God Bless the Good Samaritans, A Vanishing Breed : A Well Thought Out Scream by James Riordan
Most people know the Gospel story of the Good Samaritan. Jesus had been teaching people that they should “Love thy neighbor as thyself” so people started asking who did he consider their neighbors. Who did Jesus expect them to love. Jesus then told the story of a Jewish man who went down from Jerusalem to Jericho, and fell among thieves, who stripped him of his clothes, robbed and wounded him, and then left him to die. As the man lay dying on the road three people passed him by over time. The first was a priest who, when he saw the man. moved to the other side of the road. Then along came a Levite who also moved to the other side of the road and passed by when he saw the injured man. Most likely these men passed by because they did not want to risk become “unclean” as both would have been required to go through an extended ritual once they came in contact with blood, To become clean again they may have had to return all the way back to where they came from and then start their journey over. But, as was the major flaw in the spirituality of the Jews of Jesus’ time, they put much more stock into maintaining regulations and observing ritual then they did into showing love. Jesus was trying to show the correct priority through the parable which ended with a Samaritan stopping to help the man. Now, Samaritans and Jews were forbidden to connect with each other in any way. That’s why it was a huge deal when Jesus spoke to the Samaritan woman at the well. They were forbidden to speak to each other, eat with each other and especially to touch each other. Even so, the Samaritan had compassion on the injured man and went to him, and bound up his wounds, pouring in oil and wine, set him on his own donkey, and brought him to an inn, and took care of him. And the next day, when the Samaritan left, he took out two pence and gave them to the innkeeper, and said, ‘Take care of him; and whatsoever thou spendest more, when I come again, I will repay thee.’ Reaching the end of his story, Jesus then looked at the crowd and said, now which of these three was neighbor to the man who fell among the thieves? People in the crowd answered, “He that shewed mercy on him.” Then said Jesus to them, “Go, and do thou likewise.”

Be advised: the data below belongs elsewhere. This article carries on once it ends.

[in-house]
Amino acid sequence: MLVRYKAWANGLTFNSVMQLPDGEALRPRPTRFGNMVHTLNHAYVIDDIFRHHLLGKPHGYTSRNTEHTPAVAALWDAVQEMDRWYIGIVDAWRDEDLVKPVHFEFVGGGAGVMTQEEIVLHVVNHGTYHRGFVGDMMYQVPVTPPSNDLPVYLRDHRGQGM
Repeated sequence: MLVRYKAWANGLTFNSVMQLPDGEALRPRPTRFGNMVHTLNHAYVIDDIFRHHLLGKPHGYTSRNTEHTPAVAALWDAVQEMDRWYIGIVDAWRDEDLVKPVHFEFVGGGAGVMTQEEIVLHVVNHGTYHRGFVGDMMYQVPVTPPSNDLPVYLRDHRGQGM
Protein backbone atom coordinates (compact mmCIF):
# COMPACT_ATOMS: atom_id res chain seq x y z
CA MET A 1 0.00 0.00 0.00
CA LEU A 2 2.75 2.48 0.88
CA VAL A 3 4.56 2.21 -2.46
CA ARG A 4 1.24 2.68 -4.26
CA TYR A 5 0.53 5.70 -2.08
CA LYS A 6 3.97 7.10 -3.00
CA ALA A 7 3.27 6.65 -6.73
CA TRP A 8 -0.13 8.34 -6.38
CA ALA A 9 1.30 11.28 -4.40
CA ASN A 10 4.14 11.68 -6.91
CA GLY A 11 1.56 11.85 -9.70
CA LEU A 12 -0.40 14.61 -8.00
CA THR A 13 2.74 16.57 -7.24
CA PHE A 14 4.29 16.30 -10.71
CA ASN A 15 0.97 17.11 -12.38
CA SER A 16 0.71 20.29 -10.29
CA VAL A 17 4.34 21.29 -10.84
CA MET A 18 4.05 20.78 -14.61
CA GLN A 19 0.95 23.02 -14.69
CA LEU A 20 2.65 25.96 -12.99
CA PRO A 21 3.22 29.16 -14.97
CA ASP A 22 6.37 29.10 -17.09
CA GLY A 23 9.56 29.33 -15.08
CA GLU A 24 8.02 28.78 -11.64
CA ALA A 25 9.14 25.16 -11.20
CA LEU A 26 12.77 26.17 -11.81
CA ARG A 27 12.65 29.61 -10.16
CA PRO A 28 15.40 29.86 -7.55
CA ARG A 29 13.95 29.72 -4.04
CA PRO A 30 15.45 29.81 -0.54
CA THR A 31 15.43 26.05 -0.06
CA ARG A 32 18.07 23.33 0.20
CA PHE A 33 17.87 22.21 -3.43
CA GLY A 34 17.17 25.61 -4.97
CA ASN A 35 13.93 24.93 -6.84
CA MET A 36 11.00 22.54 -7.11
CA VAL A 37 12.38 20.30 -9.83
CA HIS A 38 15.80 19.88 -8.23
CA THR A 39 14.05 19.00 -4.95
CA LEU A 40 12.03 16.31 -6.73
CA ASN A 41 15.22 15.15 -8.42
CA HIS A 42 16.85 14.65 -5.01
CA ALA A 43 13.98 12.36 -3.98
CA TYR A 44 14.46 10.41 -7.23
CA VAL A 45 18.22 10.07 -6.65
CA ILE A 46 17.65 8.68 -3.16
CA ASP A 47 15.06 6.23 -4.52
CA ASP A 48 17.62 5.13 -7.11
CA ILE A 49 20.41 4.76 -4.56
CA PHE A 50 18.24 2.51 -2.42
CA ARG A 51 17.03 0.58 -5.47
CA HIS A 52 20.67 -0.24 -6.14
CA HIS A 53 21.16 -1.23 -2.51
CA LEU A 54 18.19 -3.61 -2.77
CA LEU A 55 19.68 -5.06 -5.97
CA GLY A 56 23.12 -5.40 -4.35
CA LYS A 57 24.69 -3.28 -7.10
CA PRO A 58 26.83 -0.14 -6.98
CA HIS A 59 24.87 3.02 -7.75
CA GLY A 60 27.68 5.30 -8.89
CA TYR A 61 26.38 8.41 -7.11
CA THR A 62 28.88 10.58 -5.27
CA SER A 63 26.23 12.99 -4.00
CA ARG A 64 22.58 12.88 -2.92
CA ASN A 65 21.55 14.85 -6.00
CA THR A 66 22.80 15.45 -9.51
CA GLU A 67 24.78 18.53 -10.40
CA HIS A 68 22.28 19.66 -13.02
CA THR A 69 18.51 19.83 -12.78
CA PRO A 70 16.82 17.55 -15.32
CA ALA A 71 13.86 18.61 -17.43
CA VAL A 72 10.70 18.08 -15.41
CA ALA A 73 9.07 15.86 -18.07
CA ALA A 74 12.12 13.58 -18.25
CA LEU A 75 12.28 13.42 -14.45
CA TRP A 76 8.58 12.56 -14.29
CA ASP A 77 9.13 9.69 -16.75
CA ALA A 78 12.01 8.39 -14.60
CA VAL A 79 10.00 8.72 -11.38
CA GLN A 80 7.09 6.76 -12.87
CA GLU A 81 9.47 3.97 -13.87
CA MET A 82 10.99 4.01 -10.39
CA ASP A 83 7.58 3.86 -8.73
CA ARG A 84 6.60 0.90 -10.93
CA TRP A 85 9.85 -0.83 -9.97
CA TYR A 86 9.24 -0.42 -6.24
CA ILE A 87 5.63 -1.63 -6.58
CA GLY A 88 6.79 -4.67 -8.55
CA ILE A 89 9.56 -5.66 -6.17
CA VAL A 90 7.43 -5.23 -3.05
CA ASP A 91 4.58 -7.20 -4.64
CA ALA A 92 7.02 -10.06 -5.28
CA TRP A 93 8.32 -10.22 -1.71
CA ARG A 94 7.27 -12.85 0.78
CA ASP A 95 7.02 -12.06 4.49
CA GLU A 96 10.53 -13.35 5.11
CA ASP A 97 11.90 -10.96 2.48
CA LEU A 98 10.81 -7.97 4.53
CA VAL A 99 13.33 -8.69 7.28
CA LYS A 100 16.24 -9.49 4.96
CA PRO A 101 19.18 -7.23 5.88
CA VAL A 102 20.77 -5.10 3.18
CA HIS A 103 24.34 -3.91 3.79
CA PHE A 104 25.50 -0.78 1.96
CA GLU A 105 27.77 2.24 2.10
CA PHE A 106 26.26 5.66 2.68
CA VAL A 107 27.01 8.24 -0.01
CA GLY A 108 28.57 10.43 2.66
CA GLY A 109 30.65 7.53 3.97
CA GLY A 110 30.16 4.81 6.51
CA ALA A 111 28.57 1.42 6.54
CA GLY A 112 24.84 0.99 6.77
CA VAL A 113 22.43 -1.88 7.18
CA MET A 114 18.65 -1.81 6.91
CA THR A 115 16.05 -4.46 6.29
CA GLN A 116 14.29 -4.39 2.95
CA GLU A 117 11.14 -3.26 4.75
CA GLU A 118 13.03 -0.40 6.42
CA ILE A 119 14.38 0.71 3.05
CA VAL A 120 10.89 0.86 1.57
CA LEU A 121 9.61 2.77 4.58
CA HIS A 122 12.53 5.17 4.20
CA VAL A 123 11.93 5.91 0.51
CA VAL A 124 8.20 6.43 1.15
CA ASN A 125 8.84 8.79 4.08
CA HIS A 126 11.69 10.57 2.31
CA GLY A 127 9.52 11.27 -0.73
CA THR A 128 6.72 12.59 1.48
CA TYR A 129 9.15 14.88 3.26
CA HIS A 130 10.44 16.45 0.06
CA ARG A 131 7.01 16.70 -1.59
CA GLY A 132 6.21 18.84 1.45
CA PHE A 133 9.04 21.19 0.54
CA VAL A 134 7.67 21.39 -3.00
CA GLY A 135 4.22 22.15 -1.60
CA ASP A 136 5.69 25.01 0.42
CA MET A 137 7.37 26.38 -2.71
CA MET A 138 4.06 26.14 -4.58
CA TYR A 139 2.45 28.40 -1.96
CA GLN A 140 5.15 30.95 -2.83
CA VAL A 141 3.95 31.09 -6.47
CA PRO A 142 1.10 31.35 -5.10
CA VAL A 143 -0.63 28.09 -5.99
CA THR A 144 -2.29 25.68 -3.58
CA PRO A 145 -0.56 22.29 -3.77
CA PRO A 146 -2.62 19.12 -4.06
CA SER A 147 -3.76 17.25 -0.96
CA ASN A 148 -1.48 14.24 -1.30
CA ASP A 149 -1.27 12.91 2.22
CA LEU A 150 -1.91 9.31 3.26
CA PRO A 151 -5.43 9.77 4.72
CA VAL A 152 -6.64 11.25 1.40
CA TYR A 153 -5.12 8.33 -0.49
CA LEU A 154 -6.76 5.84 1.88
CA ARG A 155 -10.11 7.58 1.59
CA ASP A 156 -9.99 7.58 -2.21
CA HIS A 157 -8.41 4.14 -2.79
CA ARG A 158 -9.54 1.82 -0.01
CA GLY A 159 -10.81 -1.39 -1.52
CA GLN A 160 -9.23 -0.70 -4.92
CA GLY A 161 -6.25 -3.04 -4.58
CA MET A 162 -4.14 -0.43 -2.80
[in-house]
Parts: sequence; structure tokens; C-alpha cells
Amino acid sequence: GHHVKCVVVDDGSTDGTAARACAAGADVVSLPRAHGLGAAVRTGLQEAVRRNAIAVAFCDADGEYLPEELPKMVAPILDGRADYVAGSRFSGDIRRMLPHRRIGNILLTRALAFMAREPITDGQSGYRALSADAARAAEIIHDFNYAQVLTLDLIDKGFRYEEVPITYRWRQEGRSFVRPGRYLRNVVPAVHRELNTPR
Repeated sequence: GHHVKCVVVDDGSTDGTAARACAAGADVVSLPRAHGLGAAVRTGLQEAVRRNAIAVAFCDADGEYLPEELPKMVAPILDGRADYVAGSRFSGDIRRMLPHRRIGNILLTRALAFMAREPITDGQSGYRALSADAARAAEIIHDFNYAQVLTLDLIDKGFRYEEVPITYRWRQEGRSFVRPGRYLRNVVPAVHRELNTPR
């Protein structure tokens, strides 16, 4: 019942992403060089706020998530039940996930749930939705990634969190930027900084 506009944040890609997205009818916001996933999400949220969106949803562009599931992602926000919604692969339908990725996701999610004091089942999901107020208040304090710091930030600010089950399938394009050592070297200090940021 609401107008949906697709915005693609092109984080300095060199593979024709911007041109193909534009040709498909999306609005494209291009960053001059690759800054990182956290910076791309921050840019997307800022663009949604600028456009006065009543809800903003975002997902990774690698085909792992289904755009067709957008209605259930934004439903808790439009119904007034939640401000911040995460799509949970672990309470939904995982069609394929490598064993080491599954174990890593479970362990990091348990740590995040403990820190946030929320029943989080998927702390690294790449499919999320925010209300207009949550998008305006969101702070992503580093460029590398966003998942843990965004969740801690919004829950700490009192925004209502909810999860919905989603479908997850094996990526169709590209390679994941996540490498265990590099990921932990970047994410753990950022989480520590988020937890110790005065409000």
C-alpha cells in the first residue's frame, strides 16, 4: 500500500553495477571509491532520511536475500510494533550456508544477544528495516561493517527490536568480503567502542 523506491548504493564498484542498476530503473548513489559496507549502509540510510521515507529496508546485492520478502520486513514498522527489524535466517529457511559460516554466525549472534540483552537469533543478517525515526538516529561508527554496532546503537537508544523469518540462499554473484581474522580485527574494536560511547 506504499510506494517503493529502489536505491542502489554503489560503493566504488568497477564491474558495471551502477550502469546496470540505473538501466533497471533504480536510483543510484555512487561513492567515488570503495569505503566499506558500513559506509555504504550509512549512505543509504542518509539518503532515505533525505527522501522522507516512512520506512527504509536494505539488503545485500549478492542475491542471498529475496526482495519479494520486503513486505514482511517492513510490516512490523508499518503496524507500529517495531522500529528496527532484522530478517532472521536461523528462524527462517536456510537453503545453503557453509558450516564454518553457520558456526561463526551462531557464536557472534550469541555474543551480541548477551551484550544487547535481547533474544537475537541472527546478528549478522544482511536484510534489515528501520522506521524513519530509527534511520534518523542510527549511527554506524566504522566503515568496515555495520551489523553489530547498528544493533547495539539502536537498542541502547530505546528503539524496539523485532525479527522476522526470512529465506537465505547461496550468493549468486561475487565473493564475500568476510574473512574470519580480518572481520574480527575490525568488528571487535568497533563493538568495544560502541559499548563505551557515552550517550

In our day and age, despite all our education, religion, and supposed civility, the likely outcome of the parable would be the same. We might have different reasons for not helping but it still amounts to turning our backs on the injured man. Our concerns would be “What if he sues me?” “What if, by moving him off the road, I become responsible for a new injury?” “What if this is a trick and the injured man is just faking it and robs me?” “What is he’s got three buddies hiding nearby who are ready to jump me?” “What if he’s sick and I could get a disease from touching him?” If by some rush of sudden mercy we did take the man to a hospital, then we’d be worried about if the man had insurance? What if the hospital tried to bill us? What if the man was a fugitive and by helping him we got in trouble with the police?